When you have a baby you seem to spend most of your time talking about or dealing with poop, then just when you think you’re done, your toddler suddenly develops a fascination with what it is and where it comes from. Sigh!
If you’re getting lots of questions about poop or having problems potty training then this fab little book from Usborne might be what you’re looking for. It’s full of fun facts and lift-the-flap sections to entertain and educate curious little minds.
What is poo made of? Does everyone poo? How much poo does an elephant do? Where does it go when you flush the loo? What kind of animal has spotty poo and whose poo looks like toffee?
I spotted this one on Instagram a little while ago and I admit that I bought it based solely on how pretty the cover is! It’s a beautiful book – but it has so much more to offer than the aesthetics.
The pages take you through a typical day for a child – albeit during a weekend or a holiday – and asks you to make lots of decisions. What will you wear today? What hairstyle will you choose? What will you eat for breakfast? Where would you like to go if the sun is shining? How do you plan to get there? How about if it’s raining? What game shall we play? Do you want bubbles in your bath? Which pyjamas will you wear?
Every option is beautifully illustrated and there is a great cast of diverse characters. The clothing, hair and food choices cater for different cultures, which opens up lots of discussion and opportunities for learning new things about the world. My super-picky daughter is fascinated by the fact that in some countries rice is eaten for breakfast and she definitely wants to move somewhere where you can travel around on a camel or where grass skirts are an option!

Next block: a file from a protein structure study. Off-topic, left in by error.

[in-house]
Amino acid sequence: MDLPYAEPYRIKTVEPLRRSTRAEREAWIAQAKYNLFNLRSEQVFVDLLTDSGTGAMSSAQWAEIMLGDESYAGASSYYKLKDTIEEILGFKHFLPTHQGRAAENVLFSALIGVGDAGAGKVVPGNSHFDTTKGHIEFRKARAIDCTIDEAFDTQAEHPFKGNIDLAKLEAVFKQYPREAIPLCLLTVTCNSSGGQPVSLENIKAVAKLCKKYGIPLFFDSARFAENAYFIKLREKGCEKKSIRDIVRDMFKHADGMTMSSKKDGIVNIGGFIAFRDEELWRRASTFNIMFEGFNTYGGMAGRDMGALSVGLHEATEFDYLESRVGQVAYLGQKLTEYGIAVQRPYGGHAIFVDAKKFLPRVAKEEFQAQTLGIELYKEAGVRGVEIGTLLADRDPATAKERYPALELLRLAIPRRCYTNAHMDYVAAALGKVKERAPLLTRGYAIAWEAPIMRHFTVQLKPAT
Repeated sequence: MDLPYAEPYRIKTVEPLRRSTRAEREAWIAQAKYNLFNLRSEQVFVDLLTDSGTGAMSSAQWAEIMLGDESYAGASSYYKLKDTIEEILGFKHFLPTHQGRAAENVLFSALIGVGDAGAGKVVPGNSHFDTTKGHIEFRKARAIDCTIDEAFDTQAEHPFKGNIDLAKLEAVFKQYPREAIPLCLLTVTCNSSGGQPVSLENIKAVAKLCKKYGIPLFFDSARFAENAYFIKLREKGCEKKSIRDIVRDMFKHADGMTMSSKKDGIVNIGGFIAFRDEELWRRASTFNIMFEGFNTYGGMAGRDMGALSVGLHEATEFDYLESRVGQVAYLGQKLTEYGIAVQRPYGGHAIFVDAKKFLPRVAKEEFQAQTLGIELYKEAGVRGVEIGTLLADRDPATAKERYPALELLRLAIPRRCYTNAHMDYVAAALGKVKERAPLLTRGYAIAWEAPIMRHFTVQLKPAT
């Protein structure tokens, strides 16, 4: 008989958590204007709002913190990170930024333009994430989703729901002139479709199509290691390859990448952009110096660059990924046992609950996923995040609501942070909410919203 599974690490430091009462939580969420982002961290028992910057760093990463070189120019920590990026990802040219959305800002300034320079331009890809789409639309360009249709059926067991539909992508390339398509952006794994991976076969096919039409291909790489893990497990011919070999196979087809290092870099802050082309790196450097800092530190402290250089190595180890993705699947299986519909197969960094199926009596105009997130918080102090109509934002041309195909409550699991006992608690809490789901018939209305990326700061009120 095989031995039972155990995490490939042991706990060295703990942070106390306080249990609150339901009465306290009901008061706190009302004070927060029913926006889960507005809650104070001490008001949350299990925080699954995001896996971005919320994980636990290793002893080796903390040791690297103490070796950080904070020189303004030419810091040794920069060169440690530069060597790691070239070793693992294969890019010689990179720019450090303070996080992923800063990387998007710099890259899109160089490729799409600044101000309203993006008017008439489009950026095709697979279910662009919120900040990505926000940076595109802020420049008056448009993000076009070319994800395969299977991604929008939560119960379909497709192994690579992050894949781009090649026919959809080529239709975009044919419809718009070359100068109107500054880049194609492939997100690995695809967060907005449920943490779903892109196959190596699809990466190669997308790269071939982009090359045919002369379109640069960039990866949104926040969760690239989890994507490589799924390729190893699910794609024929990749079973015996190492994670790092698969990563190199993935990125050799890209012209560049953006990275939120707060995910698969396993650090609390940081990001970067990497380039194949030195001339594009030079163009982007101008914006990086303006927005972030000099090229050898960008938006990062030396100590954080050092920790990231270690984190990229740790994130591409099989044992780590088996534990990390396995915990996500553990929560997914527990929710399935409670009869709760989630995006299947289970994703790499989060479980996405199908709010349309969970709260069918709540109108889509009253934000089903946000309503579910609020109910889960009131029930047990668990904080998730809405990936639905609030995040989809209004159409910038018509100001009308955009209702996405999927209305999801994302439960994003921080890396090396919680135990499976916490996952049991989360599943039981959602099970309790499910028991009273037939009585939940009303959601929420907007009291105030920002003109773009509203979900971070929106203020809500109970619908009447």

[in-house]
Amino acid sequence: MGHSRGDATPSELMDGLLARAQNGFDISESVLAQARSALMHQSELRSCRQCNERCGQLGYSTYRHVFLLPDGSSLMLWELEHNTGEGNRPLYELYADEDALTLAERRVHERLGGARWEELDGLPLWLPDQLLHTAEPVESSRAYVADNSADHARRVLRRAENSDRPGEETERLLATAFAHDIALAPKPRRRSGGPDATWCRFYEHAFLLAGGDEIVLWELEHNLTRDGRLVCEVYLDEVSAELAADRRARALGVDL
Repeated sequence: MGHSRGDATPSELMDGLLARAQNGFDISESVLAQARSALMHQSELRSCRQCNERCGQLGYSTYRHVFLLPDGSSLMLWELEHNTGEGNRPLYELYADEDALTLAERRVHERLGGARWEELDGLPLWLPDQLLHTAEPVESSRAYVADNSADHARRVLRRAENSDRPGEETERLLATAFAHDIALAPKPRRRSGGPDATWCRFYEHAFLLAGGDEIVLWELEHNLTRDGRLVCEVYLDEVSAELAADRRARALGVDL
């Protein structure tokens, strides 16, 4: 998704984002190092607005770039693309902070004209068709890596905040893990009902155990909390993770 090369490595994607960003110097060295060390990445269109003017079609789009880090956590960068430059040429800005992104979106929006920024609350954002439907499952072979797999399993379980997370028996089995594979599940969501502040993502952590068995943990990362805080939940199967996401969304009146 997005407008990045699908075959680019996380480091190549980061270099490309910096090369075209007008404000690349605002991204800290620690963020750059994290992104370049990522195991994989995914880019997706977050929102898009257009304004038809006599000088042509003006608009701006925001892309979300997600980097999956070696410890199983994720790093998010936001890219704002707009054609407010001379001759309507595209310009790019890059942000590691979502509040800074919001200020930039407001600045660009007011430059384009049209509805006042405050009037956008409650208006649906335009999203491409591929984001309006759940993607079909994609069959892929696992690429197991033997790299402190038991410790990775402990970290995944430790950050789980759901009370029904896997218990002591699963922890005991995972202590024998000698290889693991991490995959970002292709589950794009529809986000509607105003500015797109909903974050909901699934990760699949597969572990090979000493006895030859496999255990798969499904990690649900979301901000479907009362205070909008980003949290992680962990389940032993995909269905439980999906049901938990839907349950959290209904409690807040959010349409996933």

We love this festive lift-the-flap book which will appeal to fans of the 80’s classic ‘We’re going on a Bear Hunt’.
Join a group of bunnies, wrapped up warm in their winter woollies, as they head off on an adventure to find Santa’s elves. On the way they encounter sliding penguins, chirping robins, snoring polar bears and clippy cloppy reindeer.
The bunnies do an excellent job of manoeuvring around the obstacles in their path but they will need your child’s help to find all the elves, who are sneakily hidden away behind flaps on the pages.
Little Molly loves to dress up and today she has decided to be a doctor. She pops on a white coat and grabs her magical medicine case, which is guaranteed to contain everything she needs to make her patients feel better.
Very soon her little surgery becomes busy. She treats a polar bear with a cold, a crocodile with a broken tail and a pelican who has a sore throat from eating too many bony fish. Each time she opens her bag, the items she needs magically appear – a thermometer and hot water bottle for the bear, some soothing cream and plasters for the croc and some honey and a spoon for the greedy bird.
Soon they all feel better and are off on their way – but Molly is confused when they all come back complaining of rumbling tummies. Can her magical medicine case deliver the goods and help them feel better this time?
We’re big fans of ‘What The Ladybird Heard‘ by Julia Donaldson & Lydia Monks. In fact we went through a stage towards the end of last year where we read it at bedtime every night for about 2 months! The illustrations, in particular, are fantastic so we love this little spin off board book with a ‘peekaboo’ theme.
The book starts by asking you who you can see on the farm. It shows you pictures from the original title and identifies the characters, but there are also lift-the-flap sections which encourage you to guess who is hiding. Little fingers can open the chicken coop to find the fat red hen, move a haystack to spot the hairy hog and find the cats behind the hedge. Look carefully and you might even spot Hefty Hugh and Lanky Len in a pile of manure!